Inside this issue
Carpathia Diary, May 2018
How exactly do you create a national park?
Nicholas White is a photographer based on the edge of Dartmoor National Park in the South West of England. He graduated from Plymouth College of Art in 2013, was commended in Landscape Photographer of the Year 2015 and is an Associate of the Royal Photographic Society. He currently divides his time between a studio with no windows, and the landscapes of the British Isles. Nick's other website is http://www.blackdotsproject.co.uk/, Facebook, Twitter and Instagram.
In January of last year, I began photographing a body of work documenting Romanian NGO ‘Foundation Conservation Carpathia’ (FCC) as they strive to create a new European Wilderness Reserve in the heart of the Southern Carpathian Mountains. The project, entitled ‘Carpathia’, was initially funded by the Royal Photographic Societies annual Environmental Bursary scheme in association with The Photographic Angle. I intended to publish a project diary here at On Landscape after each seasonal trip. However, I was unable to publish any of the photographs until the Royal Photographic Society ran a ‘Carpathia’ feature in the print journal this year. Now that has been published; I can continue to release the work elsewhere. So, although the work was made throughout 2018 and early 2019, I still intend to publish my project journal here – albeit retrospectively…
About the FCC
When it comes to economic data, Romania is nearing the bottom of all of the statistics in the European Union. However, when it comes to environmental statistics, the county comes out on top. Boasting 6 million hectares of forests, it has the largest surface of virgin and unfragmented forest in the Union; the most significant population of large carnivores, where bears, wolves and lynx are still commonly seen in their natural environment; and over 3700 plant species, many of them endemic to the region.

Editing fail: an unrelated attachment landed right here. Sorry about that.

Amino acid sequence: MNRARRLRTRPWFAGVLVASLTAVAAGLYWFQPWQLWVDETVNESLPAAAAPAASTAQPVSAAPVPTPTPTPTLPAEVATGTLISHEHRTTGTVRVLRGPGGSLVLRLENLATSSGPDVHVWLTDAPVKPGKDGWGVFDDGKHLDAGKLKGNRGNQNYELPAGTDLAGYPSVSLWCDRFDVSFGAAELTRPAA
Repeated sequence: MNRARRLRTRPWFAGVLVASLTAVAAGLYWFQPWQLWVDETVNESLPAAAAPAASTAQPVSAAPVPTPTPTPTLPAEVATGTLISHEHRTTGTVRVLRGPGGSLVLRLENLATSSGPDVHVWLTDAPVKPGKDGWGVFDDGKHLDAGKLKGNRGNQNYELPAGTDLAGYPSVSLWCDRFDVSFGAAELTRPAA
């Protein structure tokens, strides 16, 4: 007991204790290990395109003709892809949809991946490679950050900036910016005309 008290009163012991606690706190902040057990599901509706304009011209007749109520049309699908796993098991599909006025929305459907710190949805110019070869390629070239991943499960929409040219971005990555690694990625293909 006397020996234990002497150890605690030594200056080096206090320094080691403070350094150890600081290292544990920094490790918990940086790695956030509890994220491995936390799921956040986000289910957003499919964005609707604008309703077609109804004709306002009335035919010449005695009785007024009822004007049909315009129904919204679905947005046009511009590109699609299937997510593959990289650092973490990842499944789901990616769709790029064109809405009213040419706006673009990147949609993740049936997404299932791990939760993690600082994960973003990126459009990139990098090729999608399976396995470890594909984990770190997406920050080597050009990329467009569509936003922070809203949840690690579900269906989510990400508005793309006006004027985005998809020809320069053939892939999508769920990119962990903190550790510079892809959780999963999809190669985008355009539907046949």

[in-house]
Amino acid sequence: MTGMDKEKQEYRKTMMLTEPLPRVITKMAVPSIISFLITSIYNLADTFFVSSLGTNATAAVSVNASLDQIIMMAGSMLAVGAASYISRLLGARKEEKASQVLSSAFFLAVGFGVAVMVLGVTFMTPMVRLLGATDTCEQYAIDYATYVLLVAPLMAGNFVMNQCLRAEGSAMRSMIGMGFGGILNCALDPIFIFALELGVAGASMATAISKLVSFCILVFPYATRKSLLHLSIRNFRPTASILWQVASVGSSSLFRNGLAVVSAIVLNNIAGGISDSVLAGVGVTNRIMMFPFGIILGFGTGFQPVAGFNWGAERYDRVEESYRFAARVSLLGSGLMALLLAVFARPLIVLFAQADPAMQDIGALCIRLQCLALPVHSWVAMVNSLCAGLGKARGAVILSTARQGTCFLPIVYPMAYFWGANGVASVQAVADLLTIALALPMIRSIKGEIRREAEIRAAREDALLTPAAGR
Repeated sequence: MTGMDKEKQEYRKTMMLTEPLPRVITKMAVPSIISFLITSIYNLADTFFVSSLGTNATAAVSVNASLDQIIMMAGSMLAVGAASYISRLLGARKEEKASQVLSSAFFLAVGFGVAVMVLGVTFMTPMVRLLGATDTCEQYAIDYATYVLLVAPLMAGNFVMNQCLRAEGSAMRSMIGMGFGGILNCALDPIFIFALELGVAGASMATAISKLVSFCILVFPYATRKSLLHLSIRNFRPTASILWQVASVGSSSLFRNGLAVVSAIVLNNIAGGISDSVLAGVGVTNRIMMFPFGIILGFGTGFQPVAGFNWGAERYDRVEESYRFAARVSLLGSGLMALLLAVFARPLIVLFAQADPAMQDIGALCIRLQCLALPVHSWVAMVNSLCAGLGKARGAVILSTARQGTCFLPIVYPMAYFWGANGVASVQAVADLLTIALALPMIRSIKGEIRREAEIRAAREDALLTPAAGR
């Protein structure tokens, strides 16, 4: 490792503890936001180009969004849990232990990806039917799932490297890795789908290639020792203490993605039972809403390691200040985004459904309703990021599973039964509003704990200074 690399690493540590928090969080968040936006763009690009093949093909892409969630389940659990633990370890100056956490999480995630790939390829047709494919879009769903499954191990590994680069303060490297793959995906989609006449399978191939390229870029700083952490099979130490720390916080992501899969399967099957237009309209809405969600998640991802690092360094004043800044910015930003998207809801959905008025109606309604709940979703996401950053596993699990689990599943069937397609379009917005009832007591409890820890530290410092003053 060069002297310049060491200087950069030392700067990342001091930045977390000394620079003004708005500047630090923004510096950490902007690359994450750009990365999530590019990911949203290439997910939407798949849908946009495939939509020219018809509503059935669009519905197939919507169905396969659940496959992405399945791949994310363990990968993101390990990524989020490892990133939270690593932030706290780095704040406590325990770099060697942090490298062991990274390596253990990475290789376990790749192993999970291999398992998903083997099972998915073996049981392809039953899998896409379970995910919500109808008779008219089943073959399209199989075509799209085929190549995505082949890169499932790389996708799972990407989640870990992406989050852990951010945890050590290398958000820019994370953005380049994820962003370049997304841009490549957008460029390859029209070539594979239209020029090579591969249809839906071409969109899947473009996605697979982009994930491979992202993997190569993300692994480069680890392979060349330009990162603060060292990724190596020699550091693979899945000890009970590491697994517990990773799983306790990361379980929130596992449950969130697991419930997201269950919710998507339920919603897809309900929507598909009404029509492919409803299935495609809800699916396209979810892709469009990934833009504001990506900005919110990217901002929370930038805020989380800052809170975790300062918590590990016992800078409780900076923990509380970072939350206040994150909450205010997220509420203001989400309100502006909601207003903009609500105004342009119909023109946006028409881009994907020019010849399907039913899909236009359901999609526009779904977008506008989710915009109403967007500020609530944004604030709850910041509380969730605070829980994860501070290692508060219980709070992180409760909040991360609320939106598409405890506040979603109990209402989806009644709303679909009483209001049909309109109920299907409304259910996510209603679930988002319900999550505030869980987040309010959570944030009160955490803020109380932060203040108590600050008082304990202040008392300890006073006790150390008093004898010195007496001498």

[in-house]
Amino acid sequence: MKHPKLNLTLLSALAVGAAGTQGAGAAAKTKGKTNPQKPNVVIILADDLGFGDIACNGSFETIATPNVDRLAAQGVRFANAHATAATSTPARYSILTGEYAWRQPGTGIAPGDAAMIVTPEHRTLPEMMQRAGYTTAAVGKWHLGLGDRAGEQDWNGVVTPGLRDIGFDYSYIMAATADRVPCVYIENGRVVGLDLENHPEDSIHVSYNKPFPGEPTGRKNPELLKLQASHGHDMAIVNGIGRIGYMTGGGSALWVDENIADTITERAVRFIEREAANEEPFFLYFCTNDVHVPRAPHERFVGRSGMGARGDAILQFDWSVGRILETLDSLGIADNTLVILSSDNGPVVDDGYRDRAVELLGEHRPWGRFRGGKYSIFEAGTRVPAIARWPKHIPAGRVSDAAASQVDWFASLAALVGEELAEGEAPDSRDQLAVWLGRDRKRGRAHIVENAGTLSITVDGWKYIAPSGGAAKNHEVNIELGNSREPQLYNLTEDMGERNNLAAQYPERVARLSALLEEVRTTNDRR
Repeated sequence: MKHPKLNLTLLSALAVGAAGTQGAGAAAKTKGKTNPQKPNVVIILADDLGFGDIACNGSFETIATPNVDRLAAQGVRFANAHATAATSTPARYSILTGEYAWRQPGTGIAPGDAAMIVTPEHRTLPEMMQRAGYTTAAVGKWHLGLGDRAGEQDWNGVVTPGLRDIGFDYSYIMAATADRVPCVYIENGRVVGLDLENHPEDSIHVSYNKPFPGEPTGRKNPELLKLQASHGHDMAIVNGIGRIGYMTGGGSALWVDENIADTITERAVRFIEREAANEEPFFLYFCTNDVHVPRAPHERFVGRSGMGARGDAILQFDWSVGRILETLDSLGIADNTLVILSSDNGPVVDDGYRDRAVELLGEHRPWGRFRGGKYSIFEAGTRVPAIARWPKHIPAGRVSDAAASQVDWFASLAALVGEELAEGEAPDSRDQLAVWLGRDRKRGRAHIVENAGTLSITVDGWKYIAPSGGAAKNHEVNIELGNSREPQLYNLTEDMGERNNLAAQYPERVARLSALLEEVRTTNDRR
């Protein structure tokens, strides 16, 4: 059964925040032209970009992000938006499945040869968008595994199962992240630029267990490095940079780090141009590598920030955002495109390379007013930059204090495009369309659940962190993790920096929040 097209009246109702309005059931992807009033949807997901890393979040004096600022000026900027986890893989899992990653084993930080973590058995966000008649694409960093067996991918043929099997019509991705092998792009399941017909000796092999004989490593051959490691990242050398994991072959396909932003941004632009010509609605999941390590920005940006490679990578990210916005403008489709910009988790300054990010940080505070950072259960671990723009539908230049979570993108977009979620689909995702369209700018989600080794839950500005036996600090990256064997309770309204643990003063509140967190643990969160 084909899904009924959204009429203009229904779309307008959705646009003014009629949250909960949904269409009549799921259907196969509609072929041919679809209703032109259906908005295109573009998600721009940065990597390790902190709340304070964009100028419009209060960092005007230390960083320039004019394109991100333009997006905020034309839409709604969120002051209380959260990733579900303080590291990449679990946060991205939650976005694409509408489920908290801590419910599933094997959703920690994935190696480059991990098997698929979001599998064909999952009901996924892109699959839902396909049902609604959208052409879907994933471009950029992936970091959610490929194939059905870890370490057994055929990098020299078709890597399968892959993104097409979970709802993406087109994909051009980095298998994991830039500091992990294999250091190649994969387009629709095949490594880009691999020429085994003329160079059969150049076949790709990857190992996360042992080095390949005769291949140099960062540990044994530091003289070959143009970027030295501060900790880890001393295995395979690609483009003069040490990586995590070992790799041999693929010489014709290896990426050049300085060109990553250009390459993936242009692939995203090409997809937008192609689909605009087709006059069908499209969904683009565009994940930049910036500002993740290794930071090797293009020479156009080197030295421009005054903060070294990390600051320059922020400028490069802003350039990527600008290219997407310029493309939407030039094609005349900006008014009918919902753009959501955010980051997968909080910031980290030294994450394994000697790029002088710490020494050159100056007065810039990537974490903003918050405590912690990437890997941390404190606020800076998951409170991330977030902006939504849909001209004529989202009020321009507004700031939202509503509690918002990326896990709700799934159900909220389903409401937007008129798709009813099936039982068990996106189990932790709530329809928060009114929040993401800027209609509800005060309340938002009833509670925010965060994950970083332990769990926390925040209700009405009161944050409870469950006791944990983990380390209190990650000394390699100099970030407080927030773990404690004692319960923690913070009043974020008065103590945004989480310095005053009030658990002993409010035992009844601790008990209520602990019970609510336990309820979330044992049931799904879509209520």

It is said that “the forest is Romania’s brother”, however in recent years, this innate connection to the forests is being put under incredible strain. The restitution of formerly nationalised land, a process that began in 2004, eventually resulted in a new ownership structure of two-thirds of Romania’s forests. Communities and landowners associations received larger, contiguous properties, while the majority of private land consisted of smaller parcels with less than 50 hectares. In the years that followed, logging companies bought many of the privately-owned forests, and tremendous deforestation was the outcome. This resulted in large clear-cuts that have painfully scarred vast mountain slopes, leaving the area deserted. The only viable solution to protect these areas from greed and corruption was via direct purchase.
Founded in 2009, Foundation Conservation Carpathia (FCC) is spearheading efforts to protect and restore a significant area within the Southern Carpathians through the creation of a new European Wilderness Reserve. By purchasing large tracts of forests and meadows, FCC ceases logging operations and lease hunting rights to guarantee full protection of all natural elements. Over the past decade, FCC has succeeded in acquiring over 21,000 ha of forests for protection and has managed to create an entirely hunting free area of 36,000 hectares, in addition to planting over 1.5 million saplings and restoring more than 500 hectares of clear-cut land.